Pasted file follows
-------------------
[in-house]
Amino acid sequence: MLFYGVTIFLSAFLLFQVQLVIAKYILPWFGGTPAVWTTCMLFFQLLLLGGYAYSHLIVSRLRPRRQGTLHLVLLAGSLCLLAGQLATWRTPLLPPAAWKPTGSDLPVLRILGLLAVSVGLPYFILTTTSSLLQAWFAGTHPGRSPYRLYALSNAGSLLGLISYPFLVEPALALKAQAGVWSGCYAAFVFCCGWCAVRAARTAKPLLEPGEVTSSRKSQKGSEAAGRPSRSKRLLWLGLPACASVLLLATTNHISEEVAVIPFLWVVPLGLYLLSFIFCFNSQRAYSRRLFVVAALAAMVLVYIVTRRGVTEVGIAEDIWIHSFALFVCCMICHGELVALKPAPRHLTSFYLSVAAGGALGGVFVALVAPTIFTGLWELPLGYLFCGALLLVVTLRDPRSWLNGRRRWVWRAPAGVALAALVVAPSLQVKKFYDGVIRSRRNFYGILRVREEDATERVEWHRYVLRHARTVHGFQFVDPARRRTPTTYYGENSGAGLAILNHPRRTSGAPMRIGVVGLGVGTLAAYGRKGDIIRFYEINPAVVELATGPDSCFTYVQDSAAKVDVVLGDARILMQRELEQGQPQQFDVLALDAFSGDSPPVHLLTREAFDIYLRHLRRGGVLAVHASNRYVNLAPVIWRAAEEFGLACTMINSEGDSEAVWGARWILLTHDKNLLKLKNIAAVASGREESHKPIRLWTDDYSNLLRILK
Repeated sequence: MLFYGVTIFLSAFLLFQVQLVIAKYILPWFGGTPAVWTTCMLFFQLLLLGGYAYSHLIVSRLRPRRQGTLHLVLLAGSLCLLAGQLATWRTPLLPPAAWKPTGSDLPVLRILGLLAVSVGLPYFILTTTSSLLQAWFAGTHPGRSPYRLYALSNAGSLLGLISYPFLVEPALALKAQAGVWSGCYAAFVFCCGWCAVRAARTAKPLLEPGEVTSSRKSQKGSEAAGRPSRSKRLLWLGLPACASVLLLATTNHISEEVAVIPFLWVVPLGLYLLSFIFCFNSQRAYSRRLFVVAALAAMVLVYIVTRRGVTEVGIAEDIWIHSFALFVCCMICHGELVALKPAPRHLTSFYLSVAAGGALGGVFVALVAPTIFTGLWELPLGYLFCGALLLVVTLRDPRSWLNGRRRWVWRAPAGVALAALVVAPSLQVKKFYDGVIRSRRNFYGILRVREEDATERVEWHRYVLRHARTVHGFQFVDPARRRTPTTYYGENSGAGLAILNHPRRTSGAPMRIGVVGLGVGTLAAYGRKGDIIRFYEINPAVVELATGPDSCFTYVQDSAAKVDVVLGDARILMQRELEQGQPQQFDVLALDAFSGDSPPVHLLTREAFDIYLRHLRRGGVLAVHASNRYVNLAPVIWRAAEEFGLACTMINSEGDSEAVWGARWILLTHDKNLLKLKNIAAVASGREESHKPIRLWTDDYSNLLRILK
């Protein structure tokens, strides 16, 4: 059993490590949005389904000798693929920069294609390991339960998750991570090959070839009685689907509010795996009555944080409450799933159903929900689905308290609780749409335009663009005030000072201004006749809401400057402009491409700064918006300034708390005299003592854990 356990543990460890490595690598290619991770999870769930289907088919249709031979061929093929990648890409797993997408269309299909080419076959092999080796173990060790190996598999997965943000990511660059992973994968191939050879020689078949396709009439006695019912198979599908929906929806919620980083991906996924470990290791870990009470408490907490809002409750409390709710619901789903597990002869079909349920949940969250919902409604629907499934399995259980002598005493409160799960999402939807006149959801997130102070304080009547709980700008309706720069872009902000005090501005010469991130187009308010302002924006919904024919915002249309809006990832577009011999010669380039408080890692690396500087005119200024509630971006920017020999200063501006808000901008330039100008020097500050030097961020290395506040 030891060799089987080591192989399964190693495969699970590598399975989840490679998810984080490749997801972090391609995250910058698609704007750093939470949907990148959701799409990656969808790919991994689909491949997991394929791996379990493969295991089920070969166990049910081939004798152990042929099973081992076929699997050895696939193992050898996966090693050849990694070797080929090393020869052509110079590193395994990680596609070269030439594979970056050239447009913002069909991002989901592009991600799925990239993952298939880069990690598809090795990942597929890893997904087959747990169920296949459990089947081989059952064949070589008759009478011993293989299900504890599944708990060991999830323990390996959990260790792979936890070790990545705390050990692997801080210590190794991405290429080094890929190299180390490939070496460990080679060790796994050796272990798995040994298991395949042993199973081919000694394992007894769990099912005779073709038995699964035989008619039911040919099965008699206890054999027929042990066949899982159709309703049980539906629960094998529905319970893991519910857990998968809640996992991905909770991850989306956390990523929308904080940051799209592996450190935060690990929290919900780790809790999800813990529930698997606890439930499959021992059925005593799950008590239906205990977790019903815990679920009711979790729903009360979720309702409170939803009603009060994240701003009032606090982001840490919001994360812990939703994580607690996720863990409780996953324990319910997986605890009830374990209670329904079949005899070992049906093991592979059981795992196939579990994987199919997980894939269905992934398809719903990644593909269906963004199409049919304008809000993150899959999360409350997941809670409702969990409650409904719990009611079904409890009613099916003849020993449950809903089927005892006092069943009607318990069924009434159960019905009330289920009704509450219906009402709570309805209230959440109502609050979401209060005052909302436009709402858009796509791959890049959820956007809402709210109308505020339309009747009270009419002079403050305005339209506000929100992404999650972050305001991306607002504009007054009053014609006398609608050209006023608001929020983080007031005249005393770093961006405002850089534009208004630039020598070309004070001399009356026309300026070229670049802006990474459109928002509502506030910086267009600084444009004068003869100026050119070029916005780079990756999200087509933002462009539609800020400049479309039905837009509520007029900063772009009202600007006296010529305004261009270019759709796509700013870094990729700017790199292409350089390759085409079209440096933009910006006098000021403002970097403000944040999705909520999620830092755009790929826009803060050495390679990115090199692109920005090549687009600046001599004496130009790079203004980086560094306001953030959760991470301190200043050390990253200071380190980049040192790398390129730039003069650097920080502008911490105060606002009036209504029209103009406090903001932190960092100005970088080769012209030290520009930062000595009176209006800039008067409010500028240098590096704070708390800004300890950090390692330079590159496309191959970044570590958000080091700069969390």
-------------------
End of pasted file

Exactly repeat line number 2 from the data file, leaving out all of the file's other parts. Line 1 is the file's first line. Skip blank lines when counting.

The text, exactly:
Amino acid sequence: MLFYGVTIFLSAFLLFQVQLVIAKYILPWFGGTPAVWTTCMLFFQLLLLGGYAYSHLIVSRLRPRRQGTLHLVLLAGSLCLLAGQLATWRTPLLPPAAWKPTGSDLPVLRILGLLAVSVGLPYFILTTTSSLLQAWFAGTHPGRSPYRLYALSNAGSLLGLISYPFLVEPALALKAQAGVWSGCYAAFVFCCGWCAVRAARTAKPLLEPGEVTSSRKSQKGSEAAGRPSRSKRLLWLGLPACASVLLLATTNHISEEVAVIPFLWVVPLGLYLLSFIFCFNSQRAYSRRLFVVAALAAMVLVYIVTRRGVTEVGIAEDIWIHSFALFVCCMICHGELVALKPAPRHLTSFYLSVAAGGALGGVFVALVAPTIFTGLWELPLGYLFCGALLLVVTLRDPRSWLNGRRRWVWRAPAGVALAALVVAPSLQVKKFYDGVIRSRRNFYGILRVREEDATERVEWHRYVLRHARTVHGFQFVDPARRRTPTTYYGENSGAGLAILNHPRRTSGAPMRIGVVGLGVGTLAAYGRKGDIIRFYEINPAVVELATGPDSCFTYVQDSAAKVDVVLGDARILMQRELEQGQPQQFDVLALDAFSGDSPPVHLLTREAFDIYLRHLRRGGVLAVHASNRYVNLAPVIWRAAEEFGLACTMINSEGDSEAVWGARWILLTHDKNLLKLKNIAAVASGREESHKPIRLWTDDYSNLLRILK